A comprehensive and detailed account of medieval life and culture in France, with reference to other parts of Europe, including chapters on private life, food, hunting, games and pastimes, costume, privileges and rights, justice, commerce, finance, and punishments. The online text of the book has over 400 contemporary illustrations.
Warning: Sections 27 and 28, Punishments, may be disturbing to those of a sensitive disposition.
Bob Brown, after living thirty years in as many foreign lands and enjoying countless national cheeses at the source, returned to New York and summed them all up in this book.
Born in Chicago, he was graduated from Oak Park High School and entered the University of Wisconsin at the exact moment when a number of imported Swiss professors in this great dairy state began teaching their students how to hole an Emmentaler.
After majoring in beer and free lunch from Milwaukee to Munich, Bob celebrated the end of Prohibition with a book called Let There Be Beer! and then decided to write another about Beer's best friend, Cheese. But first he collaborated with his mother Cora and wife Rose on The Wine Cookbook, still in print after nearly twenty-five years. This first manual on the subject in America paced a baker's dozen food-and-drink books, including: America Cooks, 10,000 Snacks, Fish and Seafood and The South American Cookbook. (Summary from the book jacket)
One of the beneficial results of the Great War has been the teaching of thrift to the American housewife. For patriotic reasons and for reasons of economy, more attention has been bestowed upon the preparing and cooking of food that is to be at once palatable, nourishing and economical.
In the Italian cuisine we find in the highest degree these three qualities. That it is palatable, all those who have partaken of food in an Italian trattoria or at the home of an Italian family can testify, that it is healthy the splendid manhood and womanhood of Italy is a proof more than sufficient. And who could deny, knowing the thriftiness of the Italian race, that it is economical?
It has therefore been thought that a book of practical recipes of the Italian cuisine could be offered to the American public with hope of success. It is not a pretentious book, and the recipes have been made as clear and simple as possible. Some of the dishes described are not peculiar to Italy. All, however, are representative of the Cucina Casalinga of the peninsular Kingdom, which is not the least product of a lovable and simple people, among whom the art of living well and getting the most out of life at a moderate expense has been attained to a very high degree.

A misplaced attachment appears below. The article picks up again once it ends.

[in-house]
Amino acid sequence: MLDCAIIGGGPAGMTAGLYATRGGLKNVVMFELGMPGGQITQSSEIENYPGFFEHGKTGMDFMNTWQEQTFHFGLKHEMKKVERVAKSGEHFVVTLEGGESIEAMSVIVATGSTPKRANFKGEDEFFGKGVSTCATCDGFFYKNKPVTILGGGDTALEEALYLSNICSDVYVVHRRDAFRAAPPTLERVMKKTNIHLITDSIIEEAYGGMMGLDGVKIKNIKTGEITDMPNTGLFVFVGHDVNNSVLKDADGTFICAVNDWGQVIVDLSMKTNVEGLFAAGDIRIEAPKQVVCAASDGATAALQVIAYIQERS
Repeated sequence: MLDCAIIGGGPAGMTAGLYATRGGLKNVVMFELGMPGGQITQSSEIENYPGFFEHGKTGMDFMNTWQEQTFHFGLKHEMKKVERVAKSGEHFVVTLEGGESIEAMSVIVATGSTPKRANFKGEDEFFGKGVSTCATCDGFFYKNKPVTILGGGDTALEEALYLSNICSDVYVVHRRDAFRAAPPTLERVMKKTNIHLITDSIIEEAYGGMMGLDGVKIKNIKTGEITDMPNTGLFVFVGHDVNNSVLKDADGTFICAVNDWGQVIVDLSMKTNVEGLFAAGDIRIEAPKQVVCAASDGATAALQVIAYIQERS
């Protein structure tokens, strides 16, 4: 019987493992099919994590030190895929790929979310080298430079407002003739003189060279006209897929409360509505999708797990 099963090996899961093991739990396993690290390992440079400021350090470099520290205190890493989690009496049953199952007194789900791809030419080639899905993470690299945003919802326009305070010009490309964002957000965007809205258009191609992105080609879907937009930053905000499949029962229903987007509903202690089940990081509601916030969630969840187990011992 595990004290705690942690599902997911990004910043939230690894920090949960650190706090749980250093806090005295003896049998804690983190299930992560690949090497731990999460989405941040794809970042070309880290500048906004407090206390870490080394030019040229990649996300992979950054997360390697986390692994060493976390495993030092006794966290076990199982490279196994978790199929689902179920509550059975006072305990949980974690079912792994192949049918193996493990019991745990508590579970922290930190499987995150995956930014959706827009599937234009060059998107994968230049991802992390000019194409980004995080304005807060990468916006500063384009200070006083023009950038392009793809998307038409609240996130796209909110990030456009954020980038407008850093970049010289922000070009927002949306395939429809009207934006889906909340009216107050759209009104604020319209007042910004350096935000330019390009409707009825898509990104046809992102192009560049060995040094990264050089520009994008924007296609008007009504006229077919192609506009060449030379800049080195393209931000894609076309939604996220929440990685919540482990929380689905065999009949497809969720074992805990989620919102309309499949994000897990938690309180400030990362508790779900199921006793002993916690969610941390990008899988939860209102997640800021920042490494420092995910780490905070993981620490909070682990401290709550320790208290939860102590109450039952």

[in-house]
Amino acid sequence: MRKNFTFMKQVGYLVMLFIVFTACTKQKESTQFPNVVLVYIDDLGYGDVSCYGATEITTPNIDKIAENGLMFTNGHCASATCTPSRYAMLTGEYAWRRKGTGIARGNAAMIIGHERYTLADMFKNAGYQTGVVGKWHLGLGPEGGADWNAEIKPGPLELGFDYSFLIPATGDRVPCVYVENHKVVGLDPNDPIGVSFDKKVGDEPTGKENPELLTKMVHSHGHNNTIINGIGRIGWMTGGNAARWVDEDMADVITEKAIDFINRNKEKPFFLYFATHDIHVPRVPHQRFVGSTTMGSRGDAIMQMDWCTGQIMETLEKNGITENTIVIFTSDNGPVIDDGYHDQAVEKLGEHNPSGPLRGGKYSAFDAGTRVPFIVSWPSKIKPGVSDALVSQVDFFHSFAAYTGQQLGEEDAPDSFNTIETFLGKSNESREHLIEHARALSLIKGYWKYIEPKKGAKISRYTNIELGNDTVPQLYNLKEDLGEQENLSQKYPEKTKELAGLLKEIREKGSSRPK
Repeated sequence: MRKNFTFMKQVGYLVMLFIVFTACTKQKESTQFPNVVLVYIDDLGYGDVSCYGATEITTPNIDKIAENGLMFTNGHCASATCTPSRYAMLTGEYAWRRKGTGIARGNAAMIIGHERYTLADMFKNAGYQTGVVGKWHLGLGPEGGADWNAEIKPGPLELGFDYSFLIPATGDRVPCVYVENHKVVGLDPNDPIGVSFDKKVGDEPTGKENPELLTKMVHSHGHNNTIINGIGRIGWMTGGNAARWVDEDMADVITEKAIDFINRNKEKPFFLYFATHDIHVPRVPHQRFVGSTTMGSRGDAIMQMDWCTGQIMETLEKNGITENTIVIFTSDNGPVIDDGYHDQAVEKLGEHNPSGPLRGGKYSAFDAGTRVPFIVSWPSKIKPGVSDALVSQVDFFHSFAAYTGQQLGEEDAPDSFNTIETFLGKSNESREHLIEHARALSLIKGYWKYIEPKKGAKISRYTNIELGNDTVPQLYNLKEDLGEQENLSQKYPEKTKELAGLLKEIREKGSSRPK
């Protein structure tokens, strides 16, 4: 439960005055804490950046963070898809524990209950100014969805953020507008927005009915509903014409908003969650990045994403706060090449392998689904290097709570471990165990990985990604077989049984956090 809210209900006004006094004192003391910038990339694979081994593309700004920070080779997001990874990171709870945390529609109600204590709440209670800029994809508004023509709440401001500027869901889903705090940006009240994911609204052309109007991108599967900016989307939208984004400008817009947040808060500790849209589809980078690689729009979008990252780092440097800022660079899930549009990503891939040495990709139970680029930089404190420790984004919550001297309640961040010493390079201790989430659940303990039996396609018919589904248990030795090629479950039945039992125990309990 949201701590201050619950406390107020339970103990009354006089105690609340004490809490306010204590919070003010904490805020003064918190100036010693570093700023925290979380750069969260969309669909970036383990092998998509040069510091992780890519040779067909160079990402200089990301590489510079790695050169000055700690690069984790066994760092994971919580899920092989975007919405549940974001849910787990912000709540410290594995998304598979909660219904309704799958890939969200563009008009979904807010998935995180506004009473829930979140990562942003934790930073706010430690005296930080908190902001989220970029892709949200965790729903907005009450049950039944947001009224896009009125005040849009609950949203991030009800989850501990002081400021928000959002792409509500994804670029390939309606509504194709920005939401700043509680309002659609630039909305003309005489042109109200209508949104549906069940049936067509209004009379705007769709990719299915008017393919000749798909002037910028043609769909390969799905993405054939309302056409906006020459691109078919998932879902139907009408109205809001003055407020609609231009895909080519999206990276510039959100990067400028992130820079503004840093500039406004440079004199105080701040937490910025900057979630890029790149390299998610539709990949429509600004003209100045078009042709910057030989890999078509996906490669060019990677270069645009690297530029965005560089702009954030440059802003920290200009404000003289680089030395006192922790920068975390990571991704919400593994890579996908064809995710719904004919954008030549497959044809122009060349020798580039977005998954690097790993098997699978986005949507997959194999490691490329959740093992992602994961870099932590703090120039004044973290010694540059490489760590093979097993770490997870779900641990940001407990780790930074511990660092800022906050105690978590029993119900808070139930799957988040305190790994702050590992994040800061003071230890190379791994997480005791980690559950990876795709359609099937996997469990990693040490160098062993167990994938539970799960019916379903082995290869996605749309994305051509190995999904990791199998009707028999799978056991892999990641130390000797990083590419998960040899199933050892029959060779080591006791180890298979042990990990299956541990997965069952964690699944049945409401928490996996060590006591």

Core, Mary Kennedy
We cannot ignore the fact that we must eat, and that much as we dislike to acknowledge it, we are compelled to think a great deal about filling our stomachs. This is especially true these days, when prices have soared and soared and taken along with them, far out of the reach of many of us, certain articles of food which we heretofore have always felt were quite necessary to us.
About ten years ago the idea of writing a little cook book had its birth. We were in Almora that summer. Almora is a station far up in the Himalayas, a clean little bazaar nestles at the foot of enclosing mountains. Dotting the deodar-covered slopes of these mountains are the picturesque bungalows of the European residents, while towering above and over all are the glistening peaks of the eternal snows.
The people of India since Vedic times have eaten curry and always will.
Knapp, Arthur William
As that heavenly bit of chocolate melts in our mouths, we give little thought as to where it came from, the arduous work that went in to its creation, and the complex process of its maturation from a bean to the delicacy we all enjoy. This "little book" details everything you have ever wanted to know (and some things you never knew you wanted to know) about cocoa and chocolate from how the trees are planted and sustained to which countries produce the most cacao beans. Do cacao beans from various countries differ? What makes some types of chocolate higher quality than other kinds? Are there any health benefits to eating chocolate? Read on to learn the answers to these and many other questions about that wondrous little treat we call chocolate.
The book was written by Tom Bullock, a well-known bartender at the St. Louis Country Club. His skills as a bartender were so remarkable that a libel suit hinged on the excellence of his drinks. In The Ideal Bartender, Tom collects some of his best known beverage recipes.
Starters, main courses and desserts from around the world, one dish for every day of the year. From Turkey to China, from India to England, from Austria to Egypt, a wide variety of mouth-watering cuisines are represented. Each recipe is described in one short paragraph, making this book perfect for dipping into when you’re seeking inspiration on what to cook.
Olive Green is the pseudonym for the prolific late 19th Century/early 20th Century author, Myrtle Reed. She wrote over thirty-three books and hundreds of magazine articles and pamphlets during her short lifetime. Ms. Reed was best known for writing romance novels that often included themes of everlasting and unrequited love, ironic revenge, mystery, and the occult. Her best known book is Lavender and Old Lace, which later became the basis for Arsenic and Old Lace.